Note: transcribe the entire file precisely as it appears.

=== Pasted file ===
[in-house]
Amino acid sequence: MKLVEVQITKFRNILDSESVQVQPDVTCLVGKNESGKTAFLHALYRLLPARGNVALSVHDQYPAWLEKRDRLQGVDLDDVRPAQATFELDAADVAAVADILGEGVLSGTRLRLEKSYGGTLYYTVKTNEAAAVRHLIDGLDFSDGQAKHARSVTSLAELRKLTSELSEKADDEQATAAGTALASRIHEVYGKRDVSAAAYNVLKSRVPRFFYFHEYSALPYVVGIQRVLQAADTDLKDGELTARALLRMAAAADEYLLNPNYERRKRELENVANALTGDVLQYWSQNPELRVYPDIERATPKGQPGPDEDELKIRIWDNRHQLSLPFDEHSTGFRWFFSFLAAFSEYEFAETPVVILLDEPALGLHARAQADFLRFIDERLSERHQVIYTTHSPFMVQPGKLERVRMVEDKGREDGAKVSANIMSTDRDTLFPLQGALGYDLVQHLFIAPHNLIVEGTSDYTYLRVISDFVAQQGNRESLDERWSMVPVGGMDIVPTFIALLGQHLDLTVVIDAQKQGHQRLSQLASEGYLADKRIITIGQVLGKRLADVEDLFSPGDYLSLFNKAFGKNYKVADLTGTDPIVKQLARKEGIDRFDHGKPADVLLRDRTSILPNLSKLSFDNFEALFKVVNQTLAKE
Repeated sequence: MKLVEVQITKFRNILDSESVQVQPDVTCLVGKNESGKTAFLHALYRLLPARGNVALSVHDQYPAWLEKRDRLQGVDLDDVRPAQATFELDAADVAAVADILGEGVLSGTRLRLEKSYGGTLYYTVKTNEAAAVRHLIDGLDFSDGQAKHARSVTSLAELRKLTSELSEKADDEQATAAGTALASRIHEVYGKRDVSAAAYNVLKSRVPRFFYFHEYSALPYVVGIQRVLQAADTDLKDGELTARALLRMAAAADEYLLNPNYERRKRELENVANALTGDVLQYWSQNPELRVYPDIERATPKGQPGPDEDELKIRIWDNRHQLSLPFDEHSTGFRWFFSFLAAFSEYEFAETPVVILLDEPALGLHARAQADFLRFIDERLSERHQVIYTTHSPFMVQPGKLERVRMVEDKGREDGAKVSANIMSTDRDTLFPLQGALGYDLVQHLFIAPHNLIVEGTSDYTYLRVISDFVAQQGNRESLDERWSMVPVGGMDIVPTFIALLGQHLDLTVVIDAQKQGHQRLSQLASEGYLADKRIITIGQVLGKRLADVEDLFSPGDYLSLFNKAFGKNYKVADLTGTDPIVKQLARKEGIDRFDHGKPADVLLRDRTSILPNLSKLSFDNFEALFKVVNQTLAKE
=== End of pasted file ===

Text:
[in-house]
Amino acid sequence: MKLVEVQITKFRNILDSESVQVQPDVTCLVGKNESGKTAFLHALYRLLPARGNVALSVHDQYPAWLEKRDRLQGVDLDDVRPAQATFELDAADVAAVADILGEGVLSGTRLRLEKSYGGTLYYTVKTNEAAAVRHLIDGLDFSDGQAKHARSVTSLAELRKLTSELSEKADDEQATAAGTALASRIHEVYGKRDVSAAAYNVLKSRVPRFFYFHEYSALPYVVGIQRVLQAADTDLKDGELTARALLRMAAAADEYLLNPNYERRKRELENVANALTGDVLQYWSQNPELRVYPDIERATPKGQPGPDEDELKIRIWDNRHQLSLPFDEHSTGFRWFFSFLAAFSEYEFAETPVVILLDEPALGLHARAQADFLRFIDERLSERHQVIYTTHSPFMVQPGKLERVRMVEDKGREDGAKVSANIMSTDRDTLFPLQGALGYDLVQHLFIAPHNLIVEGTSDYTYLRVISDFVAQQGNRESLDERWSMVPVGGMDIVPTFIALLGQHLDLTVVIDAQKQGHQRLSQLASEGYLADKRIITIGQVLGKRLADVEDLFSPGDYLSLFNKAFGKNYKVADLTGTDPIVKQLARKEGIDRFDHGKPADVLLRDRTSILPNLSKLSFDNFEALFKVVNQTLAKE
Repeated sequence: MKLVEVQITKFRNILDSESVQVQPDVTCLVGKNESGKTAFLHALYRLLPARGNVALSVHDQYPAWLEKRDRLQGVDLDDVRPAQATFELDAADVAAVADILGEGVLSGTRLRLEKSYGGTLYYTVKTNEAAAVRHLIDGLDFSDGQAKHARSVTSLAELRKLTSELSEKADDEQATAAGTALASRIHEVYGKRDVSAAAYNVLKSRVPRFFYFHEYSALPYVVGIQRVLQAADTDLKDGELTARALLRMAAAADEYLLNPNYERRKRELENVANALTGDVLQYWSQNPELRVYPDIERATPKGQPGPDEDELKIRIWDNRHQLSLPFDEHSTGFRWFFSFLAAFSEYEFAETPVVILLDEPALGLHARAQADFLRFIDERLSERHQVIYTTHSPFMVQPGKLERVRMVEDKGREDGAKVSANIMSTDRDTLFPLQGALGYDLVQHLFIAPHNLIVEGTSDYTYLRVISDFVAQQGNRESLDERWSMVPVGGMDIVPTFIALLGQHLDLTVVIDAQKQGHQRLSQLASEGYLADKRIITIGQVLGKRLADVEDLFSPGDYLSLFNKAFGKNYKVADLTGTDPIVKQLARKEGIDRFDHGKPADVLLRDRTSILPNLSKLSFDNFEALFKVVNQTLAKE